The Teaching Garden is located behind Rosenthal. The space is both a vegetable/fruit garden and a classroom and, by nature, an experimental space. Classes led by BPS faculty Maureen Costura, Beth Forrest, Anne Henry, Doug Miller, Deirdre Murphy, Cameron Rabe, and Willa Zhen all planted gardens that supported their courses. These ranged from a medieval humoral garden, a garden for the Innovation Kitchen, and a Native American Three Sisters garden—among others.
The garden has produced figs and raspberries, teosinte (ancient ancestor of the corn we now feed to cattle and eat ourselves), emmer wheat, and bolted lettuce have developed seeds that Maureen is collecting for the next growing season. Potatoes were harvested and Deirdre used this as a way of bringing a sense of immediacy to the histories of the Columbian Exchange and Irish immigration.
We continue to explore new designs and additions. We welcome your thoughts and visits to the Teaching Garden as it continues to evolve and become a unique outdoor classroom environment for the campus. ~ excerpted from text by Dean Denise Bauer & Prof. Deirdre Murphy.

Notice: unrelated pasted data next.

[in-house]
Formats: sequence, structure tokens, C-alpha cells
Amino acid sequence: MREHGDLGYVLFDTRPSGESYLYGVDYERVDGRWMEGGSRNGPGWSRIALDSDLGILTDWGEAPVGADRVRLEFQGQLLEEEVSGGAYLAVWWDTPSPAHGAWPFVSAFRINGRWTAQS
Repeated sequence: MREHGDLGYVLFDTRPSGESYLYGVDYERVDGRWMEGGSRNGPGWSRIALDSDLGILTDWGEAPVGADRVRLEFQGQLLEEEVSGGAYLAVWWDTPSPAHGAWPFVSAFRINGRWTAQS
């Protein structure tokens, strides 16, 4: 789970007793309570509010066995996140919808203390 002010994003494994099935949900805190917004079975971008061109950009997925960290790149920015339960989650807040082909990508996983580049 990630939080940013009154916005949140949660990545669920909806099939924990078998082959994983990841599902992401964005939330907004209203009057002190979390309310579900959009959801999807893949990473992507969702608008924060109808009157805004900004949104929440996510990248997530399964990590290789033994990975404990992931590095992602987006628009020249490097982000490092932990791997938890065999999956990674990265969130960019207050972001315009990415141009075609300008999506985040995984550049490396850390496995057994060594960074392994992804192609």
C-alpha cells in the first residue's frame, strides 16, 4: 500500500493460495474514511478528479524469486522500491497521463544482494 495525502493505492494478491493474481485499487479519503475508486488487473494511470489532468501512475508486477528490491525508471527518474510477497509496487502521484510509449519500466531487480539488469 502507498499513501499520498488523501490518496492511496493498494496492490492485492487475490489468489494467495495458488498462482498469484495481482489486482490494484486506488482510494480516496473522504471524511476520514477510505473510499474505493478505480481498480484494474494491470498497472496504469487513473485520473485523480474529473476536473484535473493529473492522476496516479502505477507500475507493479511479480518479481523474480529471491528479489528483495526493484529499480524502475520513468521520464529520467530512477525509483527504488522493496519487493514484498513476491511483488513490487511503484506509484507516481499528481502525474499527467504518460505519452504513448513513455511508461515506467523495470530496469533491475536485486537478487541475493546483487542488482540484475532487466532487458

Below are the proposal presentations for the Teaching Garden Project conducted by students in Professor Maureen Costura's APFS 400 Project in Applied Food Studies class. They are best viewed in full screen.
On the right are photos of the class working on the installation of the project.
1. Select Peer-Reviewed or Scholarly when you search
Omnivore ArticleSearch, and most databases, have a button to check when you search or limit/filter your search results.
Omnivore Articles screenshots
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2. Confirm that it is a Research Article
Limiting your search results to articles published in peer reviewed scholarly journals is the first step.
Scholarly Journals include other types of documents, such as essays, literature reviews, book reviews, commentary, letters to the editor, announcements, etc. So...
How do I know if it is an actual research article?
A research article reports the original work of a scholar and will present evidence and conclusions.
A research article must have:
Look at the structure of the article; many academic research articles use a standard format:
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